This is the new sign which was put up by the Central Park Conservancy early in October, 2009. I actually saw the CP Conservancy worker putting this sign up early one morning but I never bothered to read it--I simply thought it was the old sign just redesigned.

Doug Blonsky did it again; after I continually complained about illegal kite flying near the trees on the Great lawn he disregarded the Park’s
rules and put up signs allowing kite flying. Now having complained about illegal fishing at Turtle Pond he went ahead and put up signs to the contrary. On the topic of illegal drug use in Central Park he is in a very tight spot however. It is not easy for him to put up signs inviting illegal drug use and any communication to the NYPD can be recorded and come back to haunt him.
Thus far illegal drug use on the Great Lawn is being enforced seriously until they can find a way to get me out of the picture.

I am more upset since we, (Doug Blonsky and I) had a long chat several weeks ago in which he gave me the impression that he was understanding of the issues which I continually raise especially on behalf of the park‘s animals. But now what could be his reason for taking this horrible step in allowing fishing at the one little haven for some of the park’s wildlife.
Maybe I would understand if there were a bunch of hungry fishermen begging for an opportunity to catch a meal to help their family survive but this is very unnecessary. The fishing ban at Turtle Pond should be upheld.


On Sunday June 22, 2008 two people were fishing in Turtle Pond for almost three hours. Several calls were made to Parks Enforcement (646) 613-1200 but every time you reach someone at this number they either lie and tell you that someone is one the way or they tell you to call '311'. If you have the hour or so to waste on a '311' call you'll discover how useless that route is.
The fact that Central Park encourages fishing and goes so far to pretend to teach children to fish shows the barbaric nature of those people who run the park. Too many times I hear people talk about what fun the 'sport' of fishing is when the fact is it is an act of torture. Especially the type of fishing encouraged in Central Park where you basically hook the poor animals to get some kind of gratification that you are smarter than the hungry creature which you enticed with a morsel of food. What kind of lesson is to be learned by a child from this? Central Park Conservancy and the NYC Parks & Recreation department sees nothing in this. When a child is encouraged to have fun as they watch an innocent animal gasp for water as they are pulled up into the air and they hold up their 'catch' with pride for all their friends around to see.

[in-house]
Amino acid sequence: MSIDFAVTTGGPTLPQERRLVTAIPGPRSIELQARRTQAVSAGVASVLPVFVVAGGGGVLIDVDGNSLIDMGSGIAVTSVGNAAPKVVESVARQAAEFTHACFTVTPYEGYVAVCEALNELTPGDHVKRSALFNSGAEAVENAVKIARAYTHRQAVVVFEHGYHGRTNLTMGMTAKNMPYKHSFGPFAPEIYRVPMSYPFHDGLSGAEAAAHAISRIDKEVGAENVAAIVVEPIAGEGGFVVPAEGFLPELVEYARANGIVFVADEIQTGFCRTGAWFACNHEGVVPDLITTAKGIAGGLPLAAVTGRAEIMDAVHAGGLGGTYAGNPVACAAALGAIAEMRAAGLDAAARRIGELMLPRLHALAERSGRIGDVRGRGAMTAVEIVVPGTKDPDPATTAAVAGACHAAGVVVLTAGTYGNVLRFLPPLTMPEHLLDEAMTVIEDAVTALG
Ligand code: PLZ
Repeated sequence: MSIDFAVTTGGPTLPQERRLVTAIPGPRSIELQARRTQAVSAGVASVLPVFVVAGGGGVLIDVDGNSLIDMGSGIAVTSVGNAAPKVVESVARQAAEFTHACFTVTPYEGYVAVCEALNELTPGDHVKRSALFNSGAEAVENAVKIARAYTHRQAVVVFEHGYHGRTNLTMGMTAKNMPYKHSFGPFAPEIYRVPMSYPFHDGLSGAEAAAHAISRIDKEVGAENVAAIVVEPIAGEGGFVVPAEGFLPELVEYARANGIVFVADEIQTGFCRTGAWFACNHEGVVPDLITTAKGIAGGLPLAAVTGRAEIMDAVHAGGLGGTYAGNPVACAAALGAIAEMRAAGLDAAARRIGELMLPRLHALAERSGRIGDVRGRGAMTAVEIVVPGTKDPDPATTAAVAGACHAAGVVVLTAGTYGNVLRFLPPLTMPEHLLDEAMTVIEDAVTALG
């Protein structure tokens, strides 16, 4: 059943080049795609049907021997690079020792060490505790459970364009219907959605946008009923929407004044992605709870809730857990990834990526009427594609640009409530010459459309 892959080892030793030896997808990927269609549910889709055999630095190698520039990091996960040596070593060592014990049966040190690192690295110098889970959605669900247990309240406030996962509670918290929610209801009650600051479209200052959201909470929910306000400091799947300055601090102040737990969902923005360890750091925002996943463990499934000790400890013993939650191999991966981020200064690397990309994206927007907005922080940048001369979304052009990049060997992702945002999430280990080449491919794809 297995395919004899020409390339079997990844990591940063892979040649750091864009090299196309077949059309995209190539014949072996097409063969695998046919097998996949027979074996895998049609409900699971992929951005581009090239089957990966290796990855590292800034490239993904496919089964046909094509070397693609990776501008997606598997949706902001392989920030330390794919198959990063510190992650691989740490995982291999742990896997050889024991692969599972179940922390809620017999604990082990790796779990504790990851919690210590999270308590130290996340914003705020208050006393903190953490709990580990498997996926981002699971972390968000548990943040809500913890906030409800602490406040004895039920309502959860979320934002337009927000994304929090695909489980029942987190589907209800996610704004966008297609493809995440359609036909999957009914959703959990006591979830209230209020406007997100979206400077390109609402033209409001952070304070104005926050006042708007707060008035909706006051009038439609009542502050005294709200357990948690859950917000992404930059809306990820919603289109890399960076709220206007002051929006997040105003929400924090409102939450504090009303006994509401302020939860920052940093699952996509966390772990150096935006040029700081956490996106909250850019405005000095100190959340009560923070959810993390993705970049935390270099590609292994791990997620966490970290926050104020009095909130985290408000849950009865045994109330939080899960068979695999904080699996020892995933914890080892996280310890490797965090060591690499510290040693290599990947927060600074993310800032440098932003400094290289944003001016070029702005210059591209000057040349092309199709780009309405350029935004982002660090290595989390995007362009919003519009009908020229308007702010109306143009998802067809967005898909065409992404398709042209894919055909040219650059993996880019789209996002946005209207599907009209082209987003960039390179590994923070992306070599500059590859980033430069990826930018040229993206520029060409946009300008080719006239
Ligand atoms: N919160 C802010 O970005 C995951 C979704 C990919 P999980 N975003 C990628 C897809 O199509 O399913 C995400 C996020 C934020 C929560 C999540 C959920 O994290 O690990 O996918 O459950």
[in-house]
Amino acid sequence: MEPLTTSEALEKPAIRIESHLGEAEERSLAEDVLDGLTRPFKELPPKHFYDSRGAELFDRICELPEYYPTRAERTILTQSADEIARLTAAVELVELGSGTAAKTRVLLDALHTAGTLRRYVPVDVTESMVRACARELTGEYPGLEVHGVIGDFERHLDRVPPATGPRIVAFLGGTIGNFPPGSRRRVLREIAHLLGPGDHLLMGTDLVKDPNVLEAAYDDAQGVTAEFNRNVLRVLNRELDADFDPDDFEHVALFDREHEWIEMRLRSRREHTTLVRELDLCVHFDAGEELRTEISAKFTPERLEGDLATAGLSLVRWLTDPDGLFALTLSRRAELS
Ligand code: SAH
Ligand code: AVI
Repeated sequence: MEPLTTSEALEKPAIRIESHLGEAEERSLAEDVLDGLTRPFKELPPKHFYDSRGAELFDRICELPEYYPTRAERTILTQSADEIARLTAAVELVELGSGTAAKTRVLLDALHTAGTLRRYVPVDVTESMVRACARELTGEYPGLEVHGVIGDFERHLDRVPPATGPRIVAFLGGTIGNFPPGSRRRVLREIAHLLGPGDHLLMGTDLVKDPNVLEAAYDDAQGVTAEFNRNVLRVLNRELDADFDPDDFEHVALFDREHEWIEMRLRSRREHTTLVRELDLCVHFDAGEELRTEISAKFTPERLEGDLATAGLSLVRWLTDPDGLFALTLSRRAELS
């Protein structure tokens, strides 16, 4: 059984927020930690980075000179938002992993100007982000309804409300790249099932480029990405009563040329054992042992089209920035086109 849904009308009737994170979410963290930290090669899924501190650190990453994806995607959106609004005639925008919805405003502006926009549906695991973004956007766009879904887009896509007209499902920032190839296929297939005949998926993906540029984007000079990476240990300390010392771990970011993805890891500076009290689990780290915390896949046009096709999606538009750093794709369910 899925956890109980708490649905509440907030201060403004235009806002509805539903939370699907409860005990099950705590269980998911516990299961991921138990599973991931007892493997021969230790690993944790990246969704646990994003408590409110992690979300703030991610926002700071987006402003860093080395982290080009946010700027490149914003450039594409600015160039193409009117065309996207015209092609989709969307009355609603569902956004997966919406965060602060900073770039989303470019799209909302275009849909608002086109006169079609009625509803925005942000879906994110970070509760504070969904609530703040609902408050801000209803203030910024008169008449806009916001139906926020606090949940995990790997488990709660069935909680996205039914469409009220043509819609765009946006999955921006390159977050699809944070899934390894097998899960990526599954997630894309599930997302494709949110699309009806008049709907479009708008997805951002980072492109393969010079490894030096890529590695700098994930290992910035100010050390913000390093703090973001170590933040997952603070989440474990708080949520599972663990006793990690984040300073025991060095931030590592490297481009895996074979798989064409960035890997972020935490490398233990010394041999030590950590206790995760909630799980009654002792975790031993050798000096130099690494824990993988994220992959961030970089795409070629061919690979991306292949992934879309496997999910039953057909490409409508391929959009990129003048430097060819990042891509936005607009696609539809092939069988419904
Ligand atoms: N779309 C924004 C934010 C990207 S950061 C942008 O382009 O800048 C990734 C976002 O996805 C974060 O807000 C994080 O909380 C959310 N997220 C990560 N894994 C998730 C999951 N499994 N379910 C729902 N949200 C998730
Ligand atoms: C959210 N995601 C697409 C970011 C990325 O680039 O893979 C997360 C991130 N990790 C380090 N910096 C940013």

A Guide to Fishing in Central Park
Catch and Release
• Catch-and-Release means that all fish caught in Central Park’s water bodies must be put back into the water immediately. This is essential to maintain the ecological balance of the water body and prevent algae bloom, and to keep the fish alive. Fishing is prohibited in Turtle Pond.

• Release fish quickly while they are still underwater, if possible. Throwing fish into the water may cause trauma or injure them.
• When a fish is deeply hooked, do not tear out the hook, cut the leader or hook.
• Use hooks without barbs. Barbs injure the fish and can cause infections. Wet your hands before handling fish; this will preserve their protective coating.
• Lead anchors are prohibited. Use stainless steel or other non-toxic metals.

You & Your Family’s Safety

Do not cast your fishing lines; flying hooks can cause serious injuries.

Stay out of the water: Central Park’s water bodies are deep and the mud bottom drops off sharply. For better footing, use the boulders, paths, and steps when you fish.
Help Protect the Environment

• Using paths, boulders, ramps, and steps next to the water also saves the plants and turf.

Excessive trampling of the natural shoreline crushes and kills the grass and causes soil erosion. This creates poor living conditions for fish and other lake dwellers.

• Waterfowl are frequent visitors to the Harlem Meer. Please move to another spot if water birds swim too close to your line.

To prevent birds from getting tangled or hurt, please take all fishing line fragments and hooks with you when you leave, or deposit them with the rest of your litter in containers placed around the Meer.
• Digging in the Park soil for worms is not allowed. Please use bait provided free at the Dana Center.
• Bamboo fishing poles are available free of charge to the public with a valid picture I.D.
• Fishing poles are issued Tuesday–Sunday from 11:00 am–3:00 pm at The Charles A. Dana Discovery Center, on the north shore of the Harlem Meer at 110th Street near Fifth Avenue. • Bait –corn kernels –is free with the poles. • Group leaders must contact the Dana Discovery Center at least two weeks in advance to reserve poles. A maximum of 20 poles is issued per group. Please call 212-860-1370 for reservations. And Don’t Forget . . .
Return your poles to Dana Discovery Center staff in the same condition as they were given to you. Untangle fishing line and secure hooks. Thank you!
If you observe wildlife in trouble, or wish to report a Park-related problem, please call the 24-hour Park Hotline 311 for assistance.
Largemouth Bass, Pumpkinseed, sunfish, Carp, Golden Shiner, Bluegill, Sunfish, Chain Pickerel